This impressive ruin is all that remains of the Norman fort of Dunamase in County Laois. A natural outcrop of rock, this most certainly would have had a role to play in pre-historic times, but the current structural remains date only to the 12th century. There is an historical record of a Viking raid on the fort in 845ad. It was assumed that these raiders came from Dublin, the closest known Viking settlement at that time. However, recent research suggests that there was a huge inland Viking fort at Dunrally not too distant from Dunamase and from here its more likely the raiders came. There is a short history in Wikipedia (here) and Dunrally (here) if you are interested.
I include here the reference photo I used to create the painting. As is usual, a photograph really is only a reference. The construction of the painted landscape always needs that bit more to connect with the viewer. A single viewpoint is so limited in telling the story. In the painting I’ve included what I remember of the landscape. The historical background and the sense of former glory add a drama not conveyed in a photograph.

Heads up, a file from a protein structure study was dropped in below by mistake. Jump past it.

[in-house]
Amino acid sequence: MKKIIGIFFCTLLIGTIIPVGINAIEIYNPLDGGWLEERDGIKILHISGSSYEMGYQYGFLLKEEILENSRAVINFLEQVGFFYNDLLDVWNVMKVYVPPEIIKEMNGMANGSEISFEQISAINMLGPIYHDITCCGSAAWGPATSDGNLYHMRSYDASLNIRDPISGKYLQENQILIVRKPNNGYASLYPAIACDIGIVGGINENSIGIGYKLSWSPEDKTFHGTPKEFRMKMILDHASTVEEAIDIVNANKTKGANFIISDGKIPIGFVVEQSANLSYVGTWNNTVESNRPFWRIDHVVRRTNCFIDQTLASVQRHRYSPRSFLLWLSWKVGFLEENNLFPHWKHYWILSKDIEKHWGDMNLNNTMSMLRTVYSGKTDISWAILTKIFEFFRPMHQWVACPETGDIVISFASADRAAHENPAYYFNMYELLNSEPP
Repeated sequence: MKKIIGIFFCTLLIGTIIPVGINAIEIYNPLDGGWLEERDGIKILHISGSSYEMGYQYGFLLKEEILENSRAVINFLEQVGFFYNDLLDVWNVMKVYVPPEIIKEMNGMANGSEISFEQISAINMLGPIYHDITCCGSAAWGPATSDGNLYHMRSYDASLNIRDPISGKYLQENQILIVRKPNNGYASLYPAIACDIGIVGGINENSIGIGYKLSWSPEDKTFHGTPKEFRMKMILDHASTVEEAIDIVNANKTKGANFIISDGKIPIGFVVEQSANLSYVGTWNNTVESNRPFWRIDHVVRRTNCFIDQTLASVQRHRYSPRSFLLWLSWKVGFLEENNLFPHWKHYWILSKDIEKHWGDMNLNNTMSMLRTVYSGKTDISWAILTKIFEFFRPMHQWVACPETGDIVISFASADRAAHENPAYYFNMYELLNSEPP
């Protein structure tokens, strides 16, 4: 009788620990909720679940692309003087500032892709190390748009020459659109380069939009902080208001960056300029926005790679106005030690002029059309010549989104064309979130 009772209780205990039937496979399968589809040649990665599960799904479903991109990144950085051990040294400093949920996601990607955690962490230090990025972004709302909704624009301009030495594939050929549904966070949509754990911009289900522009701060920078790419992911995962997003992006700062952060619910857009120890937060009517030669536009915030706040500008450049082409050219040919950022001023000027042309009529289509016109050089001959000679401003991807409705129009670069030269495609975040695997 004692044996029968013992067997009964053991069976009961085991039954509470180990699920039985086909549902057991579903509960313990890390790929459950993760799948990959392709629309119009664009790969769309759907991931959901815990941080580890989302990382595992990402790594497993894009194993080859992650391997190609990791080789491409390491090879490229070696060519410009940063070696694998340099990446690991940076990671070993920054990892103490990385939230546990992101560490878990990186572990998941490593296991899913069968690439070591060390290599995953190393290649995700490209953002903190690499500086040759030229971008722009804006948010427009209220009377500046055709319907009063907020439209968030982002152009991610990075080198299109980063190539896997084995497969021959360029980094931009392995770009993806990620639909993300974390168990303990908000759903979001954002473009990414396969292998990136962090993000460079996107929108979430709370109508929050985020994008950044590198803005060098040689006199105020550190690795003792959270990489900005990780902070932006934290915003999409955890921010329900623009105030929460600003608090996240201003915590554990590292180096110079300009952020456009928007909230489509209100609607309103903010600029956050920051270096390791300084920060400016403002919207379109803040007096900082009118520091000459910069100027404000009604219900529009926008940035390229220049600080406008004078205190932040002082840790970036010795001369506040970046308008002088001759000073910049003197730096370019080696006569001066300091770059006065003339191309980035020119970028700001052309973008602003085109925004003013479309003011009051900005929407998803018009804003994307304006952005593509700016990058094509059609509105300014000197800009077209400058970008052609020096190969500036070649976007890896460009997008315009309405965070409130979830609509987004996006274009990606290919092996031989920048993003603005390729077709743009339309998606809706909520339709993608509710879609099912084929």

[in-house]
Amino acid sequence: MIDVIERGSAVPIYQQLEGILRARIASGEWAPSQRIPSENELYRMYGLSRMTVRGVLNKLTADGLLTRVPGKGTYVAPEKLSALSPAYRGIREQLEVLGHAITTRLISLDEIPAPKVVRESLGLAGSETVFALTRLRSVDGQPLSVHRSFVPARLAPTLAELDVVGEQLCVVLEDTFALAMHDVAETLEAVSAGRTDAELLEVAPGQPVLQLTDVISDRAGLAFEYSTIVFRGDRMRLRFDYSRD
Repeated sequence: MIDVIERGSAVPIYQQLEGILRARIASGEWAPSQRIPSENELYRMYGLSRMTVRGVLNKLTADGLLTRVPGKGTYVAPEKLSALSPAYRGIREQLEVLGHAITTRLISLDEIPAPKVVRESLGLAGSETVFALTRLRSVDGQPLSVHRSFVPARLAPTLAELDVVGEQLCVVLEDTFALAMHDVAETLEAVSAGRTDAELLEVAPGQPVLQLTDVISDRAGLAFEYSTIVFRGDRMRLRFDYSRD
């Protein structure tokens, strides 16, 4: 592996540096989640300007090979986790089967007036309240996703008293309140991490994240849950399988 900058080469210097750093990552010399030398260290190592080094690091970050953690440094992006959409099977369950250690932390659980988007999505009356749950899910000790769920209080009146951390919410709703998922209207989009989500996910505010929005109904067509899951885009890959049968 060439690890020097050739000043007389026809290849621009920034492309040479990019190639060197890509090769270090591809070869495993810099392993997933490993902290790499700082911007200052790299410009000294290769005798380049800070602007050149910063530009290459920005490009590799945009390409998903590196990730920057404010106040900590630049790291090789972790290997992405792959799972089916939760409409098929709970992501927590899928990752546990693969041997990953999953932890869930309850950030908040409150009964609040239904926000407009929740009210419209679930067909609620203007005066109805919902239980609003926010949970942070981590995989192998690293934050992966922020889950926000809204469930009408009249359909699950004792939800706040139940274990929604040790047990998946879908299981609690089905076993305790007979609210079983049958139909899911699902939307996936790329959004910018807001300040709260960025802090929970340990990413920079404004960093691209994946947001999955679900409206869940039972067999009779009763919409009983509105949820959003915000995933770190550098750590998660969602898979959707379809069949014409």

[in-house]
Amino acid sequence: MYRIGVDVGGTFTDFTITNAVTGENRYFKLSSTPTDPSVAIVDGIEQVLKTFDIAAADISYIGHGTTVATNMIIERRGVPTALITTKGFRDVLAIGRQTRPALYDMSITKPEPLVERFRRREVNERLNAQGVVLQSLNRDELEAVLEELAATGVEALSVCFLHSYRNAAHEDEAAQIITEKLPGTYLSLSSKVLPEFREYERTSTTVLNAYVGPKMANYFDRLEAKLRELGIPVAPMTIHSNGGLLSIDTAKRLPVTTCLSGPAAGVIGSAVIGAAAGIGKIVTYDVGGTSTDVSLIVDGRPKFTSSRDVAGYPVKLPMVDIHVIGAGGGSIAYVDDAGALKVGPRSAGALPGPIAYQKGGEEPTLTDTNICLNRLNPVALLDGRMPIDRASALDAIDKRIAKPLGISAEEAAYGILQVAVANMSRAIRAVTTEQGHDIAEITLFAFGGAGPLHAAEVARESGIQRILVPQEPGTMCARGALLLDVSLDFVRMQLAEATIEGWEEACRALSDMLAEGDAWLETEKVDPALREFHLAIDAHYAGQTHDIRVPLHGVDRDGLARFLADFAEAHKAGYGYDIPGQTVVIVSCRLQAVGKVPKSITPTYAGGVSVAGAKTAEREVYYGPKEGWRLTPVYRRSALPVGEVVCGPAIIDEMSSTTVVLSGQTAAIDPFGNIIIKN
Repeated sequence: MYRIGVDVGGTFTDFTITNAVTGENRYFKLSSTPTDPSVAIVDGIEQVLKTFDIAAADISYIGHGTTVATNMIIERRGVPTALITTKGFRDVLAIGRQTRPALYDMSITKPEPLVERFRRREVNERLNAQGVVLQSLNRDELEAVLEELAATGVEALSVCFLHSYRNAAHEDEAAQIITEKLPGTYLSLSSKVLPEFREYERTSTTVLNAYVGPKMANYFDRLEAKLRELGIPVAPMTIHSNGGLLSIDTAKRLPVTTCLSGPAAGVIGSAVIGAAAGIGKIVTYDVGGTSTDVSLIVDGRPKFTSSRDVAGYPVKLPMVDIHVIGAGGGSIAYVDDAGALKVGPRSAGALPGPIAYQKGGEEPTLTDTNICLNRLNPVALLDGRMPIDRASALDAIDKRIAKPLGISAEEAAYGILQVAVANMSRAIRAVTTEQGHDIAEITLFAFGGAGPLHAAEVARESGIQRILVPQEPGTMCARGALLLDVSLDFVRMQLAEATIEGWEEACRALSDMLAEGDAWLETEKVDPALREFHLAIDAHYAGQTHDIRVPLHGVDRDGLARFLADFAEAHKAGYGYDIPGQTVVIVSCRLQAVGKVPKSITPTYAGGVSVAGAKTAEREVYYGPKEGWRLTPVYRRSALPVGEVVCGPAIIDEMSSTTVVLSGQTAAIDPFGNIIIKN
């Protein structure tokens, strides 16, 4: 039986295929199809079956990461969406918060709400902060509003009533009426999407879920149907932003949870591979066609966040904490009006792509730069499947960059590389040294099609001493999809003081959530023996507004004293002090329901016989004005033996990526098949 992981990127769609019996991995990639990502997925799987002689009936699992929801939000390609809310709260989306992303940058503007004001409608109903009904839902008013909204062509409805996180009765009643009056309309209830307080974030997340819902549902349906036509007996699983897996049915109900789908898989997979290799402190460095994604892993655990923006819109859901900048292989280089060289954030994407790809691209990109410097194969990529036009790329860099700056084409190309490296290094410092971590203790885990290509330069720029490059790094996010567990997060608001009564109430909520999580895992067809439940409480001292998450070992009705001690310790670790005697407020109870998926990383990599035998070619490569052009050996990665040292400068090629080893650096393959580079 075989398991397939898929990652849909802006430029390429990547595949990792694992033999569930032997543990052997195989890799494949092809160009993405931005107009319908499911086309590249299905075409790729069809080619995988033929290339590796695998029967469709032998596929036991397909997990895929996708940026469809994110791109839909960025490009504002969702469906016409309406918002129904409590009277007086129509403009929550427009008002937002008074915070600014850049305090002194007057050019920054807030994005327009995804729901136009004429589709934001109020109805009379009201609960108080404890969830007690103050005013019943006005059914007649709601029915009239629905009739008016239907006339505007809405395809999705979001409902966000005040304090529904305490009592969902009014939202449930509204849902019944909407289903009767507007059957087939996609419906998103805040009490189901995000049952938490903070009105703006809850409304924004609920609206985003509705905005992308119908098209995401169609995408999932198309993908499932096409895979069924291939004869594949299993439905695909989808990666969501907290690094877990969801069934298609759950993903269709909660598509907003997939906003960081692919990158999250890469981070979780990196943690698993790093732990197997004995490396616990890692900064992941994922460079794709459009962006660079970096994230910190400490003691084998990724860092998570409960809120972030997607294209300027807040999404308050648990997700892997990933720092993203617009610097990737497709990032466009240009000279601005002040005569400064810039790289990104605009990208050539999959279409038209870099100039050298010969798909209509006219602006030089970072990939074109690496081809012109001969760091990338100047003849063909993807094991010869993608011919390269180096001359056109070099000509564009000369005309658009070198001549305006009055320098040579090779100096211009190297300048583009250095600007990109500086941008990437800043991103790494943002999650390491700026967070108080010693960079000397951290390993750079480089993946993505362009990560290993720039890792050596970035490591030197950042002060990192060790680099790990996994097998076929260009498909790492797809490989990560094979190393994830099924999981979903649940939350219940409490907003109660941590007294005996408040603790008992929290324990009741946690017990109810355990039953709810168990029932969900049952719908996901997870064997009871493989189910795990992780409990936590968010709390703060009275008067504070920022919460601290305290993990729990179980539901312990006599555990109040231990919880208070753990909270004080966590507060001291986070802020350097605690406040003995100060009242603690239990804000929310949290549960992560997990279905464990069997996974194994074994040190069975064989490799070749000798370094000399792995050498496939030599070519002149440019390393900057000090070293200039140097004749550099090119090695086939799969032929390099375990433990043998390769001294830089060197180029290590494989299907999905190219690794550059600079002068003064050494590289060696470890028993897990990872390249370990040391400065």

My next post will include a video of the painting process. I’m trying to get back into the habit of using larger brushes to avoid getting tied up in too much detail. This approach is a faster method of painting. The painting was completed in about an hour and a half.
See you in a few days.
Brings up the discussion of using photos as a source for painted images. Sometimes this is essential, but as your example shows there is more life in working from life – brilliant work my friend…
Thank you John. I also reminds us how difficult it is to be expressive using still photography as an art form. Its almost easier with movies (video), something I intend to get involved in at some point.